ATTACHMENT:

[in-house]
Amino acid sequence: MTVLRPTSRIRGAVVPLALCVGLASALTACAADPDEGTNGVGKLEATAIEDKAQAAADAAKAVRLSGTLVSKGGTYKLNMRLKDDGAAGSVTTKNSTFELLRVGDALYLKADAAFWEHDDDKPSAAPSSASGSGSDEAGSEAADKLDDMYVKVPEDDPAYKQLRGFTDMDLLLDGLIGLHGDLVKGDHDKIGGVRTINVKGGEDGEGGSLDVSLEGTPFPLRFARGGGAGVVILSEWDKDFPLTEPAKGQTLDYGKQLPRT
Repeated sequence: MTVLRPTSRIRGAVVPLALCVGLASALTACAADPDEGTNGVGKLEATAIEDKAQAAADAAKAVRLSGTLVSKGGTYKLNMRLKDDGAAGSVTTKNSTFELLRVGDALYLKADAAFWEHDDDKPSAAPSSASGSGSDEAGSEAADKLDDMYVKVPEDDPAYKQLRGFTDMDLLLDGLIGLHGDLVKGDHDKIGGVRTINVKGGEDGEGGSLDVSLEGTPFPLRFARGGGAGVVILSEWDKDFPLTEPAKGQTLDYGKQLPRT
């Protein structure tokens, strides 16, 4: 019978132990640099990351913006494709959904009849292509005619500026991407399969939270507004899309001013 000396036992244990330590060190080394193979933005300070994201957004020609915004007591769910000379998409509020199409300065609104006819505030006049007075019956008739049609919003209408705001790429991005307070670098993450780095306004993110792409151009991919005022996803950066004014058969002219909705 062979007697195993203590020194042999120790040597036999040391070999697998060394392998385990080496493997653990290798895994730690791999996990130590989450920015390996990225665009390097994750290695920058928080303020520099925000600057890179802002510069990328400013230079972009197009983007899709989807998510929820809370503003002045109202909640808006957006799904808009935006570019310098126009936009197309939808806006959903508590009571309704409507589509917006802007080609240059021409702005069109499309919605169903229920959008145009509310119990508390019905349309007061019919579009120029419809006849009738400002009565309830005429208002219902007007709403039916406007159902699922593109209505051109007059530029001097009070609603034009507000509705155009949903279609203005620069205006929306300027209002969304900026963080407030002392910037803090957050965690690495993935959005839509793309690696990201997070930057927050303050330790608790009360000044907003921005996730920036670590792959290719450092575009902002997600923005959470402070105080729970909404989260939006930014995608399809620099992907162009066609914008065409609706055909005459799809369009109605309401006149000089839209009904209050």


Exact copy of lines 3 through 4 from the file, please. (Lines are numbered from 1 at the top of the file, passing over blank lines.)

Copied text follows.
Repeated sequence: MTVLRPTSRIRGAVVPLALCVGLASALTACAADPDEGTNGVGKLEATAIEDKAQAAADAAKAVRLSGTLVSKGGTYKLNMRLKDDGAAGSVTTKNSTFELLRVGDALYLKADAAFWEHDDDKPSAAPSSASGSGSDEAGSEAADKLDDMYVKVPEDDPAYKQLRGFTDMDLLLDGLIGLHGDLVKGDHDKIGGVRTINVKGGEDGEGGSLDVSLEGTPFPLRFARGGGAGVVILSEWDKDFPLTEPAKGQTLDYGKQLPRT
């Protein structure tokens, strides 16, 4: 019978132990640099990351913006494709959904009849292509005619500026991407399969939270507004899309001013 000396036992244990330590060190080394193979933005300070994201957004020609915004007591769910000379998409509020199409300065609104006819505030006049007075019956008739049609919003209408705001790429991005307070670098993450780095306004993110792409151009991919005022996803950066004014058969002219909705 062979007697195993203590020194042999120790040597036999040391070999697998060394392998385990080496493997653990290798895994730690791999996990130590989450920015390996990225665009390097994750290695920058928080303020520099925000600057890179802002510069990328400013230079972009197009983007899709989807998510929820809370503003002045109202909640808006957006799904808009935006570019310098126009936009197309939808806006959903508590009571309704409507589509917006802007080609240059021409702005069109499309919605169903229920959008145009509310119990508390019905349309007061019919579009120029419809006849009738400002009565309830005429208002219902007007709403039916406007159902699922593109209505051109007059530029001097009070609603034009507000509705155009949903279609203005620069205006929306300027209002969304900026963080407030002392910037803090957050965690690495993935959005839509793309690696990201997070930057927050303050330790608790009360000044907003921005996730920036670590792959290719450092575009902002997600923005959470402070105080729970909404989260939006930014995608399809620099992907162009066609914008065409609706055909005459799809369009109605309401006149000089839209009904209050």